The Great Conjunction Sparkles Over the Northeast



On December 21, 2020, the heavens treated Edison’s residents with the spectacle of a lifetime — two planets meeting upon Earth’s celestial sphere. Throughout the month of December, the planets Jupiter and Saturn slowly approached each other upon the skies, merging into one bright star. 

This celestial handshake, known as the “Great Conjunction of 2020,” dazzled many in the scientific community and the general public alike. As such, a renewed interest for the planets that inhabit our solar system arose. What makes the Conjunction of 2020 unique in the astronomical community? 

Generally, the conjunction of two planets refers to any two planets’ closest approach in a given amount of time in respect to their appearance on Earth. For Jupiter and Saturn, conjunctions occur in twenty-year cycles as they slowly move towards each other and then drift away due to different orbital speeds. For other pairs of planets, conjunctions occur at various points of the year. However, the Conjunction of 2020 bears a special uniqueness in the proximity of both planets to each other. On December 21, the two planets were visually 6 arcminutes (or one-tenth of a degree) apart in the night sky. As such, Jupiter and Saturn were indistinguishable from each other with the naked eye without a telescope. In contrast, with the use of a telescope, Jupiter and Saturn positioned themselves almost next to each other in the field of view. 

Vinay Menon ‘23, a sophomore at EHS, described the experience of viewing Jupiter and Saturn through a telescope. “It was exciting to view both planets in one field of view, as the sight made the two planets look disproportionately close while also exposing their true distance from each other; it was impossible to keep both planets in focus at the same time because of the distance between them. I would never have properly acknowledged this fact without viewing the conjunction, despite its obvious nature in hindsight,” Menon said. Menon also highlights a crucial misconception: although the planets visually seemed nearby to each other, in fact they were millions of miles apart. 

Given the fact the planets were in fact millions of miles apart, how did Jupiter and Saturn seemingly merge in the sky? Jeff Xie, graduate of Columbia University and an engineer at the National Aeronautics and Space Administration (NASA), explained the mechanics of the Great Conjunction.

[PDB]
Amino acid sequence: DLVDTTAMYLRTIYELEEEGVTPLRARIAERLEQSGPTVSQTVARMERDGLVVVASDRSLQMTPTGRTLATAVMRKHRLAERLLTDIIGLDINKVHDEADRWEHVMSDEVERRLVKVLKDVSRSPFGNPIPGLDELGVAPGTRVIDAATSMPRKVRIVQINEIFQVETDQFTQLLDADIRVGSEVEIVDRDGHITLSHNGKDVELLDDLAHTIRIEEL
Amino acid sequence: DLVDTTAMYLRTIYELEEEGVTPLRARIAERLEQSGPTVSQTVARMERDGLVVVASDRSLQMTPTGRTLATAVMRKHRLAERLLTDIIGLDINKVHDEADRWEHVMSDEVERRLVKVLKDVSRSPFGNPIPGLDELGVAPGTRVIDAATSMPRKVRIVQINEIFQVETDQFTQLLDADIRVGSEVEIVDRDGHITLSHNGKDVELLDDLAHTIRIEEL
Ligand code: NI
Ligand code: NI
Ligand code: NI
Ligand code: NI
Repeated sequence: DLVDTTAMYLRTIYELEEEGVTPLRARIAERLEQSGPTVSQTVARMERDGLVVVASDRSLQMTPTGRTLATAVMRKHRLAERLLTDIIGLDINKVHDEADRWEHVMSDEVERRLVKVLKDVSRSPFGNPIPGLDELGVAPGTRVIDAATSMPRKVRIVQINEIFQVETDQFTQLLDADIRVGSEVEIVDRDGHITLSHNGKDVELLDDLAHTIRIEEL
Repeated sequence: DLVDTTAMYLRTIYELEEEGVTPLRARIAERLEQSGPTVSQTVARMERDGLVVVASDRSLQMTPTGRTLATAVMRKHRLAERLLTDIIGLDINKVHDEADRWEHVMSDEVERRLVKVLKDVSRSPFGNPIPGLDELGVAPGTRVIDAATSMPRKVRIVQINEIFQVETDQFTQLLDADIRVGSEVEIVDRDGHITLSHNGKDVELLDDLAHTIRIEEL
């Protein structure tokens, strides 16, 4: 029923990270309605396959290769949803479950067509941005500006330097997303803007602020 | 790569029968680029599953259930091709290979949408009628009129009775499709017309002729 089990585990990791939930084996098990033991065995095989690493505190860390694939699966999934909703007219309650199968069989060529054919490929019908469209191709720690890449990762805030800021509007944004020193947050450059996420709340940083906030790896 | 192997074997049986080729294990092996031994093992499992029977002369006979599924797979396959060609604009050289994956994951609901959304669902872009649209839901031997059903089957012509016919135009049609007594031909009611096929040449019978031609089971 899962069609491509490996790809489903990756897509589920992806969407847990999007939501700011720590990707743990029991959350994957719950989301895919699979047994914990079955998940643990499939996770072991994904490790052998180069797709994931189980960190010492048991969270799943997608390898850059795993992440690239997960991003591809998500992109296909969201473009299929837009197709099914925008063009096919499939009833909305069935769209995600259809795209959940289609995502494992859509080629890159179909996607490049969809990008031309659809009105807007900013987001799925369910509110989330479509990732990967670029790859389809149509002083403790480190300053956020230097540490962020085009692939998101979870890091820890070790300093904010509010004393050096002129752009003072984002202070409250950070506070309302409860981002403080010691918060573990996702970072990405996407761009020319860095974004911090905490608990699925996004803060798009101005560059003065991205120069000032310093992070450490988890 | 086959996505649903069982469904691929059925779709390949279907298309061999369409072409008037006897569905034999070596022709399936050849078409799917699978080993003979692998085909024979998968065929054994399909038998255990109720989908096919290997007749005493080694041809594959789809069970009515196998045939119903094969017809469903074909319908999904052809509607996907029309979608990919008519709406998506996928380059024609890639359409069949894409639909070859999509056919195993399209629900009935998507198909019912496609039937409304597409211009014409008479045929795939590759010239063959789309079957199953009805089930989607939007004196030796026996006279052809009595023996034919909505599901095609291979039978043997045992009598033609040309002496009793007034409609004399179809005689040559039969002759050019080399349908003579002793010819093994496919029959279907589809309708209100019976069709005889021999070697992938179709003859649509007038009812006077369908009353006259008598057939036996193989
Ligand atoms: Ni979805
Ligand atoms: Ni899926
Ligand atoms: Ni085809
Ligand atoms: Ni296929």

“The planets aren’t always in the same plane relative to the Earth,” said Xie, “so it takes some good timing for the planets to be next to each other in the night sky (not to mention the planets themselves are in orbits around the Sun so they may not be in the proper positioning in the orbit to be next to each other in the night sky). The planets aren’t actually that close but are simply how they look like when you put the positions of the planets on what’s called a celestial sphere — a sphere around the Earth that emulates the night sky.” Although the planets were optically close to each other, their orbital paths never intersected. Instead, the Great Conjunction constituted a coincidence on cosmological proportions. Jupiter and Saturn came close together due to a linear line-of-sight. 

Fig 1. Jupiter and Saturn three days after the Great Conjunction from the backyard of Ali Ahmed ‘22. Saturn has “overtaken” Jupiter in the night sky; it’s lower than Jupiter now.
Photo Credit: Ali Ahmed ’22

Such a cosmic alignment of sorts delighted viewers both in Edison and around the world. Although clouds covered most of the northeastern United States on the 21st, many briefly captured glimpses of the spectacle. Menon said that “we were able to see the planets together within a single view of the telescope during the conjunction, albeit only briefly, as we could only catch glimpses of the planets before clouds obscured them again.” Furthermore, Edison’s terrain and the abnormally early setting times for both Jupiter and Saturn complicated viewing, meaning that the conjunction was only visible for an hour after sunset. Nevertheless, many people worldwide were able to capture a glimpse of the planets before the planets set over the western horizon. 

Fig 2. A computer simulation demonstrating the proximity of Jupiter and Saturn through a telescope. During the Great Conjunction, they were about one-tenth of a degree apart.
Photo Credit: Ali Ahmed ’22, Stellarium (program under GNU General Public License v.3) 

Given the exceptional rarity of such a close conjunction, many see the conjunction as a pivotal astronomical event of our era, similar to astronomical events such as Comet Hale Bopp in 1997 or the transits of Venus.

“There are opportunities that come only once in a lifetime, and then there are opportunities that come only once in over five lifetimes, and this conjunction falls firmly within the latter category,” Menon said. “I am glad to be able to hold a memory which several generations before and after me could not experience.” 

Indeed, the Great Conjunction of 2020 will be remembered for the next centuries as an extraordinary astronomical event, a treat from the heavens for our generation. Despite the strife humanity faces, these grandiose astronomical events remind us that the universe will continue to tick forward.

The ever-complex cosmological dance will continue to inspire humanity into the future.